It was a calculated decision by the late Jim Johannson, GM of Team USA, and his brain trust. They felt a team made up of veteran players -- ex-NHLers and AHLers who played overseas and were familiar with the larger ice surface -- would be the safest play. They trusted them more. Yet the kids were the only bright spot on this team offensively.

Imagine Team USA in this tournament with center Casey Mittelstadt, the Buffalo Sabres' blue-chip prospect currently with the Minnesota Gophers? Or Kieffer Bellows, a forward for the Portland Winterhawks? Or forward Brady Tkachuk of Boston University? Or defenseman Adam Fox of Harvard?

Yes, between world juniors and the Olympics, they would have missed a chunk of the school year, and two tournaments in two months is a lot of hockey. But why not bring some of the most talented players eligible for Team USA to South Korea?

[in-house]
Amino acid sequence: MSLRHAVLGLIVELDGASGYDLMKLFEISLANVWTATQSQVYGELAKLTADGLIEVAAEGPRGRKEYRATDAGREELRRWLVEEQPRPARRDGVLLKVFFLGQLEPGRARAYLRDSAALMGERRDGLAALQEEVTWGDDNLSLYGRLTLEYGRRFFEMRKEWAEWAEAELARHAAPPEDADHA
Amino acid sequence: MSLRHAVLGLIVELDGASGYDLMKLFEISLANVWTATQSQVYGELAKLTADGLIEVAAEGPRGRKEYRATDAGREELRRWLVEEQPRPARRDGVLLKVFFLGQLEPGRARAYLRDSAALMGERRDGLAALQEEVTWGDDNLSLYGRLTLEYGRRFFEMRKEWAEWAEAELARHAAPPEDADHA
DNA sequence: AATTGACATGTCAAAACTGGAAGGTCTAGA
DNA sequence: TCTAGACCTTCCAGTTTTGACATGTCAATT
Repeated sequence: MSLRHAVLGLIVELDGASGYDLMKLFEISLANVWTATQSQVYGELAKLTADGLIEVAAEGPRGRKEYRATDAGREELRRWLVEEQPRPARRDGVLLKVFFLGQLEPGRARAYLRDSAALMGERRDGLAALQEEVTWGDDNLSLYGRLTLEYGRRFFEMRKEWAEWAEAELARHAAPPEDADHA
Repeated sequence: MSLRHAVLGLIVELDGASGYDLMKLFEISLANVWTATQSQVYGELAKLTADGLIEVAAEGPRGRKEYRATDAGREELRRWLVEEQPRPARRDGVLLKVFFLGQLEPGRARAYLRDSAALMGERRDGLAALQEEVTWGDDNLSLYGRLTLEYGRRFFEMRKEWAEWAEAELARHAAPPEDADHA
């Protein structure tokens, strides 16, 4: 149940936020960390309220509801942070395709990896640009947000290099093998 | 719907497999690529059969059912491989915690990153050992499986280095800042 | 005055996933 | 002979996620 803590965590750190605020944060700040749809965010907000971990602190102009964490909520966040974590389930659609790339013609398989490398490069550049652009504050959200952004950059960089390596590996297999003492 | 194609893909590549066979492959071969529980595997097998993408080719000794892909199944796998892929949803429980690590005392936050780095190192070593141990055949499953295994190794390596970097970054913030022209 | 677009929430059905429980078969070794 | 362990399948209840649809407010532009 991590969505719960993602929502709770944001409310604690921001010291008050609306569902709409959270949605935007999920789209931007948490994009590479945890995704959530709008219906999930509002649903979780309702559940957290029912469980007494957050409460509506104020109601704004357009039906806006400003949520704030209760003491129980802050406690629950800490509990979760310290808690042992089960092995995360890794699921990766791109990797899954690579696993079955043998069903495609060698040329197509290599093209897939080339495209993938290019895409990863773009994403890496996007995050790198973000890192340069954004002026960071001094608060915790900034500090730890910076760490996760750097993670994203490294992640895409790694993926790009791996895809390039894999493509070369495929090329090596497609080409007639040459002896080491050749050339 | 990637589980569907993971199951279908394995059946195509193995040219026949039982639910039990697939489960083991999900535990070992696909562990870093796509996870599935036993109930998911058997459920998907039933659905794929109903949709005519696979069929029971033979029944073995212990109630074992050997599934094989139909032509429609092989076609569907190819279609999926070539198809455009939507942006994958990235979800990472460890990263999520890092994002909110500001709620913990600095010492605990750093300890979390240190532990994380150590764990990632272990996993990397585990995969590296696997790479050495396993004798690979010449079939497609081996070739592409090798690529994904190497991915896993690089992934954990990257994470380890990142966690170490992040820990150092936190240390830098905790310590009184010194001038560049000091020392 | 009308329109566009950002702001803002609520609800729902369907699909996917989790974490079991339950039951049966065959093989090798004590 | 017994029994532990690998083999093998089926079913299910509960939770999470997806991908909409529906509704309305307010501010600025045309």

"I look at it two ways," Johannson told USA Today last month. "How much hockey is too much hockey for these guys? And secondly, there is a big difference from what the world juniors are and what the Olympics will be. The world juniors is energy hockey and the Olympics will be played by older, experienced guys who play heavy hockey. [Mittelstadt] is obviously a wonderful talent, but I don't know that the Olympics are right for him at this time in his career."

5. They were hamstrung from the start

I give Johansson, Ben Smith (director of player personnel), Granato and his staff an enormous amount of credit. The IOC and the NHL forced them to scramble and scrape together a team, figure out how they wanted to play and then populate the roster with random "where are they now?" players straight out of a 1990s sports comedy montage.

We all know the Team USA that should have been here. This should have been a team that included Auston Matthews, Jack Eichel, and Johnny Gaudreau, as well as Patrick Kane, Phil Kessel and Joe Pavelski.

Oh, what could have been ...

Team USA made a few mistakes, in construction of the roster and execution on the ice. But in the end, they were just cooking with the ingredients they were able to scrounge up in a pinch. Hence, the bitter aftertaste.